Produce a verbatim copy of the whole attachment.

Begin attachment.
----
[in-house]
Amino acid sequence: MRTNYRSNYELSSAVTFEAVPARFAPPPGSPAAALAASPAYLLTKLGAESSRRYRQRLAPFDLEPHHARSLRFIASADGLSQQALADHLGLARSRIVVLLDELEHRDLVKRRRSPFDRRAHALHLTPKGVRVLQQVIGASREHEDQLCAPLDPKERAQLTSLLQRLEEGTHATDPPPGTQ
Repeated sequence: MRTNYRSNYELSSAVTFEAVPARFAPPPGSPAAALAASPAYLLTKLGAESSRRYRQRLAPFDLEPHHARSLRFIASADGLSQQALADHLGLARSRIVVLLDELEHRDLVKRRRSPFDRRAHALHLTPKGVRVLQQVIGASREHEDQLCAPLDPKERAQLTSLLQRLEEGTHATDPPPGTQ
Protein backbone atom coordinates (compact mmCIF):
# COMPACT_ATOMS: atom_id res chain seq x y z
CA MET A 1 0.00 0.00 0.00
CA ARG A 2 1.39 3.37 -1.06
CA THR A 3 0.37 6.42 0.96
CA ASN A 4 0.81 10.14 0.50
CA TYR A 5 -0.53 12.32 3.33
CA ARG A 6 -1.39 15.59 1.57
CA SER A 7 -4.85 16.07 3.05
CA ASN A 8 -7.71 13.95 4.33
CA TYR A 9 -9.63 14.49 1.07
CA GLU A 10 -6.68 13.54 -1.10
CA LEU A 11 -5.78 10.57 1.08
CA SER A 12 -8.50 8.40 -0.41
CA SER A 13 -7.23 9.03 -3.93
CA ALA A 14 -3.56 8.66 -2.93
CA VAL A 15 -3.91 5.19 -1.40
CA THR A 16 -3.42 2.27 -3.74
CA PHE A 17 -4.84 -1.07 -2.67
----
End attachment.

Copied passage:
[in-house]
Amino acid sequence: MRTNYRSNYELSSAVTFEAVPARFAPPPGSPAAALAASPAYLLTKLGAESSRRYRQRLAPFDLEPHHARSLRFIASADGLSQQALADHLGLARSRIVVLLDELEHRDLVKRRRSPFDRRAHALHLTPKGVRVLQQVIGASREHEDQLCAPLDPKERAQLTSLLQRLEEGTHATDPPPGTQ
Repeated sequence: MRTNYRSNYELSSAVTFEAVPARFAPPPGSPAAALAASPAYLLTKLGAESSRRYRQRLAPFDLEPHHARSLRFIASADGLSQQALADHLGLARSRIVVLLDELEHRDLVKRRRSPFDRRAHALHLTPKGVRVLQQVIGASREHEDQLCAPLDPKERAQLTSLLQRLEEGTHATDPPPGTQ
Protein backbone atom coordinates (compact mmCIF):
# COMPACT_ATOMS: atom_id res chain seq x y z
CA MET A 1 0.00 0.00 0.00
CA ARG A 2 1.39 3.37 -1.06
CA THR A 3 0.37 6.42 0.96
CA ASN A 4 0.81 10.14 0.50
CA TYR A 5 -0.53 12.32 3.33
CA ARG A 6 -1.39 15.59 1.57
CA SER A 7 -4.85 16.07 3.05
CA ASN A 8 -7.71 13.95 4.33
CA TYR A 9 -9.63 14.49 1.07
CA GLU A 10 -6.68 13.54 -1.10
CA LEU A 11 -5.78 10.57 1.08
CA SER A 12 -8.50 8.40 -0.41
CA SER A 13 -7.23 9.03 -3.93
CA ALA A 14 -3.56 8.66 -2.93
CA VAL A 15 -3.91 5.19 -1.40
CA THR A 16 -3.42 2.27 -3.74
CA PHE A 17 -4.84 -1.07 -2.67